This leads directly into a second ethics issue that has taken on new dimensions: confidentiality. Some virtual platforms, Zoom for example, can be preprogrammed to record all discussions taking place within a designated meeting. Mediators must be quite deliberate in terms of how that capability is treated and ensure that any recordings be considered confidential, unless the parties expressly declare otherwise. The exchange of confidential documents online also creates confidentiality concerns. Can the mediator assure the cyber-security of the platform being used? If the documents are being stored in a virtual “cloud,” linked with the mediator’s platform, are those documents adequately protected from hackers or others who would create mayhem? 

Lastly, I would argue that online mediation throws into high relief some of the pre-conditions for conducting an ethical mediation, and the challenges mediators can face in ensuring those pre-conditions are met. For example, mediators need to ensure that parties have capacity: that they understand the process and their role in it, the issues at stake, and can appreciate the import of the decisions they are making. In the Model Standards of Conduct applicable in the United States, if mediators have questions about a parties’ capacity to participate in the process or understand the options on the table, the mediator is counseled to “explore the circumstances, potential accommodations, modifications or adjustments that would make possible the party’s capacity to comprehend, participate and exercise self-determination.” It is hard, in the best of circumstances, to always remain alert to parties’ wavering understanding of what is on offer, not to mention to the subtle signs of agitation or confusion. Add in the problems of inconstant bandwidth, flickering video and distorted audio and what may begin as simply a challenge for the mediator in terms of “managing the room” can devolve into serious ethics issues. Actually, I think the longer we mediate online, the more ethics issues will become salient and demand our attention.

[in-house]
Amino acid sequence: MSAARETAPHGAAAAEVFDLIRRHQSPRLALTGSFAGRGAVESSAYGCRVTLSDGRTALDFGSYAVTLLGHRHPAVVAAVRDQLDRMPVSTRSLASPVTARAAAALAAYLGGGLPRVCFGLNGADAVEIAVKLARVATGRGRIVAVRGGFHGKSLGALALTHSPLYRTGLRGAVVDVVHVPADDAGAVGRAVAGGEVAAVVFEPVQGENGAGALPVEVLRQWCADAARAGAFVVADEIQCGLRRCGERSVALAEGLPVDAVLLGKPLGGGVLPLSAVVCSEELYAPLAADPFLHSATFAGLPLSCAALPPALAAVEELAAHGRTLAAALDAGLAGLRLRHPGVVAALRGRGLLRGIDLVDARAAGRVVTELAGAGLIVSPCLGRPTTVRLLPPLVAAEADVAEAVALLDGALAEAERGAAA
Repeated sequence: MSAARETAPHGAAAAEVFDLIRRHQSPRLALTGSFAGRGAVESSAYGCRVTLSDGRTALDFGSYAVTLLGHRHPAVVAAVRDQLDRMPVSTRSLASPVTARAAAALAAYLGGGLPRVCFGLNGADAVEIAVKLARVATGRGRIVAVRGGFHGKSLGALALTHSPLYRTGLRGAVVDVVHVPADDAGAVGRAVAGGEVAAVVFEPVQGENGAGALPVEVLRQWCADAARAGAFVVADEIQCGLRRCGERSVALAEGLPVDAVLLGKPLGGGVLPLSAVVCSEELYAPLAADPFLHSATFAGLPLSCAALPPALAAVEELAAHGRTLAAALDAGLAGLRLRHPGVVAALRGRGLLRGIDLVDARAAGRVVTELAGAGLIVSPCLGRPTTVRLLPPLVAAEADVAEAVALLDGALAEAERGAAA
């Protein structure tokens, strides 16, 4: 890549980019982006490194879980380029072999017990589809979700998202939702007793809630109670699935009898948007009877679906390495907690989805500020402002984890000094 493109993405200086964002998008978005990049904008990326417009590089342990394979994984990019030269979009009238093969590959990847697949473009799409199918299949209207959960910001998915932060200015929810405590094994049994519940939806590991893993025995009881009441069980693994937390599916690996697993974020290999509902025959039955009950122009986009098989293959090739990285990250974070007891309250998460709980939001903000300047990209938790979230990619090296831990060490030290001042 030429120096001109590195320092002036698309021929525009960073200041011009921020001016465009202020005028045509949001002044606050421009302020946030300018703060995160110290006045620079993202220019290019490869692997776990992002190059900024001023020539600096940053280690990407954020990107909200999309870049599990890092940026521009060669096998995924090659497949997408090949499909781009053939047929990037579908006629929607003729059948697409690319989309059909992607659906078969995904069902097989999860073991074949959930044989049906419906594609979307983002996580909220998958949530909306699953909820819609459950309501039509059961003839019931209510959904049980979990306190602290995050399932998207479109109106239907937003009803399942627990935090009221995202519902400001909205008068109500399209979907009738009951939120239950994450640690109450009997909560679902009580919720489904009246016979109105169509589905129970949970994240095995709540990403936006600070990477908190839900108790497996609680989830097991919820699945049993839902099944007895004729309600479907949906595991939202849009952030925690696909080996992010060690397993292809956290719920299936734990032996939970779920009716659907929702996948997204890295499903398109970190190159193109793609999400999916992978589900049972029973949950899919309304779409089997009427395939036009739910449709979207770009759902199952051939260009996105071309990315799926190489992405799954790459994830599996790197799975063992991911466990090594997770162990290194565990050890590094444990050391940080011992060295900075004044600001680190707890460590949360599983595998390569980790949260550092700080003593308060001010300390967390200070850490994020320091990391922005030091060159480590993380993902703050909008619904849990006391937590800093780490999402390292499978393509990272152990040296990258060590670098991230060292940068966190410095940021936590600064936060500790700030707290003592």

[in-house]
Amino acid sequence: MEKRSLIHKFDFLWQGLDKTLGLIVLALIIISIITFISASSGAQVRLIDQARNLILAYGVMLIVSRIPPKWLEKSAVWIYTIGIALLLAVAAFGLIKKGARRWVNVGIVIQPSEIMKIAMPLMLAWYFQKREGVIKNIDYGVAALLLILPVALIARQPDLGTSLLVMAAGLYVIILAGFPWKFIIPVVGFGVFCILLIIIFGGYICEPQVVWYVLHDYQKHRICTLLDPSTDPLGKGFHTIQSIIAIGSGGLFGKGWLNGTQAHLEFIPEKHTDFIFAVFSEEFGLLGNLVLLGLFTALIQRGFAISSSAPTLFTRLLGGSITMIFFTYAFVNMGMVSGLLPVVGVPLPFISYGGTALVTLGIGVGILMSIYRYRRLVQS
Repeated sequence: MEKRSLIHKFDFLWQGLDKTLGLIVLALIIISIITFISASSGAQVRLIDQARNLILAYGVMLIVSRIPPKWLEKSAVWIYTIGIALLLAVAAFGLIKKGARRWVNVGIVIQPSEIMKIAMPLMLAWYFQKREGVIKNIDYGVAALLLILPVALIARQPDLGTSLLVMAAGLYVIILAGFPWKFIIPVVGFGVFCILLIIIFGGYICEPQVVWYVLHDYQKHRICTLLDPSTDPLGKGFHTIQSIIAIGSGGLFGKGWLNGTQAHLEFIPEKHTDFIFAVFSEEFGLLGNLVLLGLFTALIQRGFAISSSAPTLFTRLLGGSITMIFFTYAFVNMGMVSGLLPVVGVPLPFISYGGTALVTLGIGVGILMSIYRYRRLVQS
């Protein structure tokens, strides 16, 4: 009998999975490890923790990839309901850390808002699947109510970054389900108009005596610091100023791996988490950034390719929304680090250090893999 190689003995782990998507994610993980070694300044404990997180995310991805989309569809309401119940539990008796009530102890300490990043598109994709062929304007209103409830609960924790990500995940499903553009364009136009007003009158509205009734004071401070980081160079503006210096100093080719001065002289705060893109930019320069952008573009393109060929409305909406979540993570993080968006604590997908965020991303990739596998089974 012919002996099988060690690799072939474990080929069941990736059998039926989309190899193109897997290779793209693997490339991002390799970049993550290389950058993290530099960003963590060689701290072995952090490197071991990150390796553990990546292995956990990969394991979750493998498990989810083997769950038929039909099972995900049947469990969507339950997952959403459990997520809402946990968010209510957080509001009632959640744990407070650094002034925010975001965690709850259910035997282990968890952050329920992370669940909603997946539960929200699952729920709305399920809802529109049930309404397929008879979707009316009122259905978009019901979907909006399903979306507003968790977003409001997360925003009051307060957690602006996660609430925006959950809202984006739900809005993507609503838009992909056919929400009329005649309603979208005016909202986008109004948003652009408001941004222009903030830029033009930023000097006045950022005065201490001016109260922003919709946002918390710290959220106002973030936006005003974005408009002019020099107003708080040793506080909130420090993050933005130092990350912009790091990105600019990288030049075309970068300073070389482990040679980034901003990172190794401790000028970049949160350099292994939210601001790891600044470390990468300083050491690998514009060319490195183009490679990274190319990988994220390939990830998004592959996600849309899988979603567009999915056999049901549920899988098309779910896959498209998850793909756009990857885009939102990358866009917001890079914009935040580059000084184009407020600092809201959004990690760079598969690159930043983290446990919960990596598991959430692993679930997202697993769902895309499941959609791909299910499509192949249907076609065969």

Ten years have past since Mediation Ethics first appeared. What do you see as the main trends in the development of the mediation field and profession in the last decade, in the US and/or globally? What kind of bearing (if any) do you think these developments have on the ethical themes you describe in your book? 

In the U.S., the evaluative style of mediation is ever more prevalent. In the commercial arena, many mediators are quick to issue a “mediators proposal” and view their primary “value added” as opining on the legal merits and tamping down client enthusiasm for “their day in court.” Research indicates that in certain parts of the country, the use of joint session is in decline. In these areas, mediators view attorney opening statements as so destructive of any possibility of forging a collegial atmosphere, that they choose to just skip it. Instead they chose to separate the parties for an ex parte mediation, and day of shuttle diplomacy ensues. In terms of establishing a market niche, mediators increasingly market their services to, and establish ensuring relationships with, law firms and insurance companies. It is easy for the actual parties – the people who have suffered harm or who find themselves hailed into court for reasons they don’t fully understand – to get lost in the shuffle. These trends have generated much hand-wringing among academics and mediation theorists, but I don’t see much evidence of reversal. 

As evaluative practices become dominant in the commercial mediation industry, and as mediators become comfortable providing proposals for settlement ever earlier in the process, the primacy of party autonomy dims. Originally, mediation’s goal was to elevate and amplify party voice. The idea was to ensure that any agreement reached truly represented the parties’ underlying needs and interests. As mediation has become institutionalized and embedded in the adversary process, we may have created a more efficient, cheaper route toward settlement, but we may not be doing so through a process that is truly party-centric or empowering in the way our ethics codes envision.